Peter is shocked! His reaction, misguided though it is, is understandable. Words like “suffer... be rejected... be killed” do not belong in the same sentence with “Messiah.” Jesus might as well have added: “I will give my back to those who beat me, my cheeks to those who pluck my beard; my face I will not shield from buffets and spitting,” to paraphrase Isaiah.

Mary at La Salette provides her tearful answer to Jesus’ question. He is her Son, who is the Christ, the Anointed One, the Messiah. Her large crucifix, however, accompanied by hammer and pincers, shows him not in the majesty of power but in the beaten, bruised image of redeeming love.

Today’s text from Isaiah invites us to revise our understanding of suffering and humiliation. No matter what we face as Christians, we too can say, “The Lord God is my help, therefore I am not disgraced.”

Returning to the quiz question that opened this reflection, the answer is six: ear, back, cheeks, face, eyes and feet. In the Bible, parts of the body are often a poetic way of saying “I,” e.g., “my eyes have seen.”

St. James tells his readers to take a new look at the meaning of faith. It is internal and external. “I will demonstrate my faith to you from my works,” he writes. A poem attributed to St. Teresa of Avila puts it this way: “Christ has no body but yours... Yours are the hands, yours are the feet, yours are the eyes, you are his body.” Let us use them with courageous faith, that through our works others may come to know Christ and rejoice in his boundless mercy.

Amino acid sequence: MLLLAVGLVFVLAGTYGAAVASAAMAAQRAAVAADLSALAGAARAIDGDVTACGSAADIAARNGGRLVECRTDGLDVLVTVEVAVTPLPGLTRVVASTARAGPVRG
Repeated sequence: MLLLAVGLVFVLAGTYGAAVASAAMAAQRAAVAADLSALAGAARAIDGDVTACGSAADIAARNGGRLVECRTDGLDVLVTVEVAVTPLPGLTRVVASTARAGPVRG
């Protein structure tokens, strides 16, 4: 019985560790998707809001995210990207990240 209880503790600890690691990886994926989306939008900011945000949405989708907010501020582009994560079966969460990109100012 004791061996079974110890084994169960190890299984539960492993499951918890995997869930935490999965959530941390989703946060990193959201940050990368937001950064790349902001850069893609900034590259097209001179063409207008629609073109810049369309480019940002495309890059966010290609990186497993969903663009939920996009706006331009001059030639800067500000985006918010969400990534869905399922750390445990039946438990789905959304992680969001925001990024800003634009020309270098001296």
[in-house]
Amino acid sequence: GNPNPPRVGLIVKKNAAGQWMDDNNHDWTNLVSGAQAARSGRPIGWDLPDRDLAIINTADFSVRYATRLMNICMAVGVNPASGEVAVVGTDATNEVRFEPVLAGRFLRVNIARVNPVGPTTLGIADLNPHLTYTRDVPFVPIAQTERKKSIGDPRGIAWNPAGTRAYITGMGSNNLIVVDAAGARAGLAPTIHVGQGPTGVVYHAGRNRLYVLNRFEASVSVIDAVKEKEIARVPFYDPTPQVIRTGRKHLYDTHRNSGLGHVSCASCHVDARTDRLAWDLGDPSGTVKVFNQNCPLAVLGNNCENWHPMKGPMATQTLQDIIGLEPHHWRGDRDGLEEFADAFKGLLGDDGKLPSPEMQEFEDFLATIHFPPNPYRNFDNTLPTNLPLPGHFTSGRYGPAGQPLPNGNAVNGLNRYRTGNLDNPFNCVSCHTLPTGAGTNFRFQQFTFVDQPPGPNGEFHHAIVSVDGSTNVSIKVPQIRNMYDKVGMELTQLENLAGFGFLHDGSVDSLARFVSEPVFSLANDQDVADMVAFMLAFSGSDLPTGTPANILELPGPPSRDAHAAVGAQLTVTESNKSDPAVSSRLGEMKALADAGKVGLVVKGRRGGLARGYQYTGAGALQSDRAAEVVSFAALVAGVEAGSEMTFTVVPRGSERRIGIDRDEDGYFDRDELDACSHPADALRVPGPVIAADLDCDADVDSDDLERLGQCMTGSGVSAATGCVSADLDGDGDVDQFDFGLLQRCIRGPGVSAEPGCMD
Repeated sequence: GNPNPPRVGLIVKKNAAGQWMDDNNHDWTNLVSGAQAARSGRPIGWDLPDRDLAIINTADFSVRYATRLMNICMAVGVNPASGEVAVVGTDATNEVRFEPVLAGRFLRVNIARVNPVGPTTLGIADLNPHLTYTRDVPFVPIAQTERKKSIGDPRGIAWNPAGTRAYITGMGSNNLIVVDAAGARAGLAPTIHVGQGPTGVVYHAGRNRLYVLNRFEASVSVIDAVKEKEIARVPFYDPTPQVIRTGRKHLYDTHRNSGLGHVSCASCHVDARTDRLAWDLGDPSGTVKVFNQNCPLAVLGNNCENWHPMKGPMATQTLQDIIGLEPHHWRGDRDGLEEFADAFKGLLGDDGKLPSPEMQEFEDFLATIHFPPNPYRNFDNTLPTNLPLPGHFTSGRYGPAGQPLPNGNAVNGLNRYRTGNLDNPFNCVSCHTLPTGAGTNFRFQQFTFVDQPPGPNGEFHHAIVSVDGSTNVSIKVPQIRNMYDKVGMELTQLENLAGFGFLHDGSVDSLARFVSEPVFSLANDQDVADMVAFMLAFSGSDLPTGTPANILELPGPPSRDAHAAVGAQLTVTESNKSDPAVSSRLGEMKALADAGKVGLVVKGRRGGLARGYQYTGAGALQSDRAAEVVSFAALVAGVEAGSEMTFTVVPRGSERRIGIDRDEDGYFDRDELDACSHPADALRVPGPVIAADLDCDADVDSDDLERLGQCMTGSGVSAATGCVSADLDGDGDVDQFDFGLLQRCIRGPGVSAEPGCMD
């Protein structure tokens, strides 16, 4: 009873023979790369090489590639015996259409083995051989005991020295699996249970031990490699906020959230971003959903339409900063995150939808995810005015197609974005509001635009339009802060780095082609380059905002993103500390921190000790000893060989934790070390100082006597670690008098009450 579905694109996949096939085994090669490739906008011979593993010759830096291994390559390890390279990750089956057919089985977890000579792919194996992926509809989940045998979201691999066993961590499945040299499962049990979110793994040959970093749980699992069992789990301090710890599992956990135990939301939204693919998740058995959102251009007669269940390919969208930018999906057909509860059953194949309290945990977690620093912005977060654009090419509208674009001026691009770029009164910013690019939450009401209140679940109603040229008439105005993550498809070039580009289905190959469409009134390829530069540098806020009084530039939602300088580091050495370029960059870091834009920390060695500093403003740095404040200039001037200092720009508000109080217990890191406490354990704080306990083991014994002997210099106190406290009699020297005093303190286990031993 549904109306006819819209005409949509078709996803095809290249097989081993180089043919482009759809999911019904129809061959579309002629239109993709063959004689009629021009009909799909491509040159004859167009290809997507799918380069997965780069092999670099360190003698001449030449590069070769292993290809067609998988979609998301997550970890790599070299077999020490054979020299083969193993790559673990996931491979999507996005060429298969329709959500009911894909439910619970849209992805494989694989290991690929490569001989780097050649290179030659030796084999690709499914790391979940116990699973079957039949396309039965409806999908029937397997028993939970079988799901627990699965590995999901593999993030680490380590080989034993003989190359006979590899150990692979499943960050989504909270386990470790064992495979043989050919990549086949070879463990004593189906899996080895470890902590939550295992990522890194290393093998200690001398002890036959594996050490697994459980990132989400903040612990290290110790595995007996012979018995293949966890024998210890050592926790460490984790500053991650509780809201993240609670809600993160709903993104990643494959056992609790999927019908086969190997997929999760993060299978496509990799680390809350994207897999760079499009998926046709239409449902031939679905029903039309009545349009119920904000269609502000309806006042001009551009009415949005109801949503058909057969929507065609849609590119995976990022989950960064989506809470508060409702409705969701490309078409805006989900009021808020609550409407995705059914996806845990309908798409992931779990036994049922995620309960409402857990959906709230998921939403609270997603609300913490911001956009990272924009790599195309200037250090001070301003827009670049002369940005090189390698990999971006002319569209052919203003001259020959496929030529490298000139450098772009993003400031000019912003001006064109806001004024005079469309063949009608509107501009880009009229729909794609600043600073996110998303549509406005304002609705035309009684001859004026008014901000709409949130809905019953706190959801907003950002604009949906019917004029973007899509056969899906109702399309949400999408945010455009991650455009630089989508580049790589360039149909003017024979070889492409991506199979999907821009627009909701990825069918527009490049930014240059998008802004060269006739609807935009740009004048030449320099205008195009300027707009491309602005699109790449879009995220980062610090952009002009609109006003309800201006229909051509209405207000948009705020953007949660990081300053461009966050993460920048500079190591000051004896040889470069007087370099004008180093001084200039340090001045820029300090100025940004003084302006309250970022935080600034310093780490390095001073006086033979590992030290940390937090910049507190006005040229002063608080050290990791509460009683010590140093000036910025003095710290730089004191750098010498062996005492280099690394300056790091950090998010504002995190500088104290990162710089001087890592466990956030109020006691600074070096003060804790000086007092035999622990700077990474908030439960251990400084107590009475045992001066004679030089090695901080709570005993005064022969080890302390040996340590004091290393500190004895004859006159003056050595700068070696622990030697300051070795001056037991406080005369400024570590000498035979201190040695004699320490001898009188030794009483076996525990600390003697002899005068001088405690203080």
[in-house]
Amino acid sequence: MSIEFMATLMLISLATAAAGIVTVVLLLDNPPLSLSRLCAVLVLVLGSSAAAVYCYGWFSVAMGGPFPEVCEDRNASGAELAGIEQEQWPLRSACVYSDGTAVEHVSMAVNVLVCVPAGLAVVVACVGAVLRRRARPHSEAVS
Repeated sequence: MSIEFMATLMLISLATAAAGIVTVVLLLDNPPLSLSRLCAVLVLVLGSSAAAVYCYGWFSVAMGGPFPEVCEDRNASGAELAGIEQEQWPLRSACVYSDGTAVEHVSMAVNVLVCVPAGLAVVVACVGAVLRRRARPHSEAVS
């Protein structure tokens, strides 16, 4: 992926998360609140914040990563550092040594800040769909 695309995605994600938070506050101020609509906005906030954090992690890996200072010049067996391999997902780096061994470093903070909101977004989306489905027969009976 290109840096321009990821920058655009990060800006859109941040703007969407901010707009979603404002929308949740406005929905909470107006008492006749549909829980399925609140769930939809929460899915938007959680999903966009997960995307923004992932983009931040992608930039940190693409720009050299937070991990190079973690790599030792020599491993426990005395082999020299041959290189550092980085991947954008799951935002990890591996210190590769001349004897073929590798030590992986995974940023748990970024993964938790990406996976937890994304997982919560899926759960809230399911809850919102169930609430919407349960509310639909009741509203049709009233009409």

Wayne Vanasse, and Fr. René Butler, M.S.

Published in MISSION (EN)
Saturday, 21 August 2021 05:50

Rosary - September 2021

Published in LAY ASSOCIATES (EN)

Be Opened!

(23rd Ordinary Sunday: Isaiah 35:4-7; James 2:1-5; Mark 7:31-37)

The texts the Church puts before us today might at first appear somewhat less challenging or stimulating than usual. On the other hand the La Salette connections to these readings are abundant and fertile.

In Isaiah: “Say to those whose hearts are frightened: Be strong, fear not! ... Streams will burst forth in the desert, and rivers in the steppe.” We hear the Beautiful Lady’s first words to Mélanie and Maximin. We see the miraculous fountain.

In the Psalm: “The God of Jacob... gives food to the hungry...; the way of the wicked he thwarts.” We recall Mary’s promise of abundance if her people take her words to heart... and her fear of further calamities if they do not.